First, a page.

Skip to main content
Read about

Heart Attack

Know the signs and symptoms, when to seek help, and how heart attacks are treated.
Tooltip Icon.
Last updated January 24, 2024

Personalized heart attack treatment

Get virtual care from a licensed clinician today

Get treated today

Heart attack quiz

Take a quiz to find out if you have heart attack.

Take heart attack quiz

What is a heart attack?

A heart attack (the medical term is myocardial infarction) occurs when there is a sudden reduction in the amount of blood flowing to the heart.

One or more of the arteries that supply blood to the heart is blocked. Blockages often form over many years as plaque builds up.

Heart attacks typically occur suddenly. Though symptoms can last anywhere from hours to days.

Get medical attention right away. A heart attack can be fatal.

Symptoms of a heart attack can radiate throughout the body.

What are the silent signs of a heart attack

You’re probably familiar with the most common symptom of a heart attack: sudden chest pain that is squeezing or feels like pressure. It is typically located in the center or left side of the chest.

But not everyone gets this dramatic pain. Less noticeable symptoms include more mild pain or discomfort in the center of your chest. It may radiate to the arm, jaw, neck. or back.

Some people, especially women, don't always have chest pain. Instead, they experience nausea, vomiting, sweating, fatigue, trouble breathing, or lightheadedness. Some people, especially diabetics, may not notice any symptoms (so-called “silent heart attacks”).

Heart attack symptoms are sometimes confused with gastric reflux or indigestion. Do not ignore symptoms that do not go away within minutes or worsen. Other warning signs of a heart attack are sweating, nausea, trouble breathing, fatigue, or lightheadedness.

It’s not always possible to know if symptoms are a sign of a heart attack or a less serious condition. So head to the emergency room for testing.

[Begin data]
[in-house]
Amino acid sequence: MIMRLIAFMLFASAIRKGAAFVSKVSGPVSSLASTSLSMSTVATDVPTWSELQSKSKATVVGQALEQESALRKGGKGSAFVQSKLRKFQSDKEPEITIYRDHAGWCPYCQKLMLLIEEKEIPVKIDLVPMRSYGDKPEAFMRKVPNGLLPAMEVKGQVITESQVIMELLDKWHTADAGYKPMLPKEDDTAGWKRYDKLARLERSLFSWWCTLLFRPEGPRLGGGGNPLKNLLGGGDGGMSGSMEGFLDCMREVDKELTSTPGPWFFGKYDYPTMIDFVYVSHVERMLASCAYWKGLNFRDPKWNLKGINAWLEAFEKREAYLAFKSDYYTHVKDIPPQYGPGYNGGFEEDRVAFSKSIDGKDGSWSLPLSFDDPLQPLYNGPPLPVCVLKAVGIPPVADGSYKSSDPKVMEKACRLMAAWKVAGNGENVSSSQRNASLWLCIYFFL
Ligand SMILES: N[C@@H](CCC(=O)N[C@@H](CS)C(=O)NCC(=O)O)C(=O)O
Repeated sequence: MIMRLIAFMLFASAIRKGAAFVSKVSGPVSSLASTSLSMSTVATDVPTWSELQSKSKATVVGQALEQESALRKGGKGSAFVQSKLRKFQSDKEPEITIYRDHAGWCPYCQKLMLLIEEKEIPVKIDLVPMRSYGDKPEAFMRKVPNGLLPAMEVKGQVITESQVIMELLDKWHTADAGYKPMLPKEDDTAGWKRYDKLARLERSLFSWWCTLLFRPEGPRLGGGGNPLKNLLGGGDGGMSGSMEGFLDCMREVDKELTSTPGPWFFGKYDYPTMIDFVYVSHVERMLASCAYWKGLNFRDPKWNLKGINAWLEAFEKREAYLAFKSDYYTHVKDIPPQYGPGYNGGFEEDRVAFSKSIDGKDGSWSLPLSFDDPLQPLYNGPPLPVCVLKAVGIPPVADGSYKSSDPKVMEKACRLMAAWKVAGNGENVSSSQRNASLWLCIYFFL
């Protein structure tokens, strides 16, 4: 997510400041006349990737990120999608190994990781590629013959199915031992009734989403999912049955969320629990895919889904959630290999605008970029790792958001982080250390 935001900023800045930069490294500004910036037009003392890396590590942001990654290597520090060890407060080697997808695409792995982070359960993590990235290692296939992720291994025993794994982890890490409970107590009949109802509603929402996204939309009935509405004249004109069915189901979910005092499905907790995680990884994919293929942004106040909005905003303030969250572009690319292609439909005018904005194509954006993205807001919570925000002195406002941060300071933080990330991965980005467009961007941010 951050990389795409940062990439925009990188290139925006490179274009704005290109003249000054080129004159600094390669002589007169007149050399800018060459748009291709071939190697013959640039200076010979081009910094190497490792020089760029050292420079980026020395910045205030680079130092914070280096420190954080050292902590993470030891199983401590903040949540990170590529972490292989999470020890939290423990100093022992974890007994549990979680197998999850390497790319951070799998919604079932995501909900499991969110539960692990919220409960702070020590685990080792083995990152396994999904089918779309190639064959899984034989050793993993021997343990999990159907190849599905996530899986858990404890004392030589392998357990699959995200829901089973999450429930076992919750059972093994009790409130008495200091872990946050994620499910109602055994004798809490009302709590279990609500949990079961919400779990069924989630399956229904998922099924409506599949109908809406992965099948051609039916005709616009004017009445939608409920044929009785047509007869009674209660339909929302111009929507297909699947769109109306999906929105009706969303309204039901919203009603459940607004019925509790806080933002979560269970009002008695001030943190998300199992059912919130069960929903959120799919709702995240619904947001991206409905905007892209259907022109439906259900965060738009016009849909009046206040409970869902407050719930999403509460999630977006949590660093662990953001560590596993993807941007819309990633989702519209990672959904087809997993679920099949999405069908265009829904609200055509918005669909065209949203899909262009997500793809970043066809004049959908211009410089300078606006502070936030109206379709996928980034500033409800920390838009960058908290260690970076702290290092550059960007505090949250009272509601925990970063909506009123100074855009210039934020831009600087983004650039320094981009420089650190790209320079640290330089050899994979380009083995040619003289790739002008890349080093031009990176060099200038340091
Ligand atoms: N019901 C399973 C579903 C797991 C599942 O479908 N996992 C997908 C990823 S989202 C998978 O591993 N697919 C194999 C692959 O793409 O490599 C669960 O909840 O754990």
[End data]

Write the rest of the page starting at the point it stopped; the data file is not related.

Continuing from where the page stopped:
Pro Tip

Words or expressions I am expecting to hear: Crushing or pressure-like chest discomfort. Pain, heaviness—typically located in the center of the chest—that seem to come out of nowhere. You may also experience a feeling of impending doom, sudden breathlessness, nausea, or severe fatigue.—Dr. Anubodh Varshney

Heart attack quiz

Take a quiz to find out if you have heart attack.

Take heart attack quiz

Main symptoms of a heart attack

  • Pressure or squeezing chest pain
  • Sweating (including cold sweat)
  • Nausea or vomiting
  • Sudden fatigue
  • Difficulty catching one’s breath or shortness of breath while talking or walking on flat ground
  • Lightheadedness

Sometimes the pain is felt in the arm, jaw, neck or back.

Clogged arteries cut off blood flow and damage the heart muscle.

What makes heart attacks more likely

  • Being 45 and older for men and 55 and older for women,
  • Obesity,
  • Not being active, including sitting for long periods,
  • High blood pressure, diabetes, high cholesterol, or high triglyceride levels,
  • Exposure to environmental pollution, and tobacco use (including electronic cigarettes and secondhand smoke exposure).
  • Family history for coronary heart disease. If your parents and siblings had a heart attack at a young age, it may mean there’s a genetic predisposition.

Pro Tip

Ask your doctor: What can I do to prevent this from happening again? Each patient has a unique combination of risk factors. For some, the most important changes are dietary. For others, it is controlling chronic illnesses like diabetes or high blood pressure. —Dr. Varshney

Next steps after a heart attack

Someone should call 911. If available, take 324 mg of aspirin as soon as possible. (Unless you are allergic to or have been instructed not to take aspirin.) Aspirin thins the blood and may stop more blockages from forming.

Heart attack treatments

Usually, doctors try a combination of treatments to clear blocked arteries and get the blood flowing.

Most patients will undergo cardiac catheterization. It is minimally invasive (typically with no incision). A catheter (a long, thin tube) is threaded into an artery in the wrist or groin until it reaches the arteries of the heart.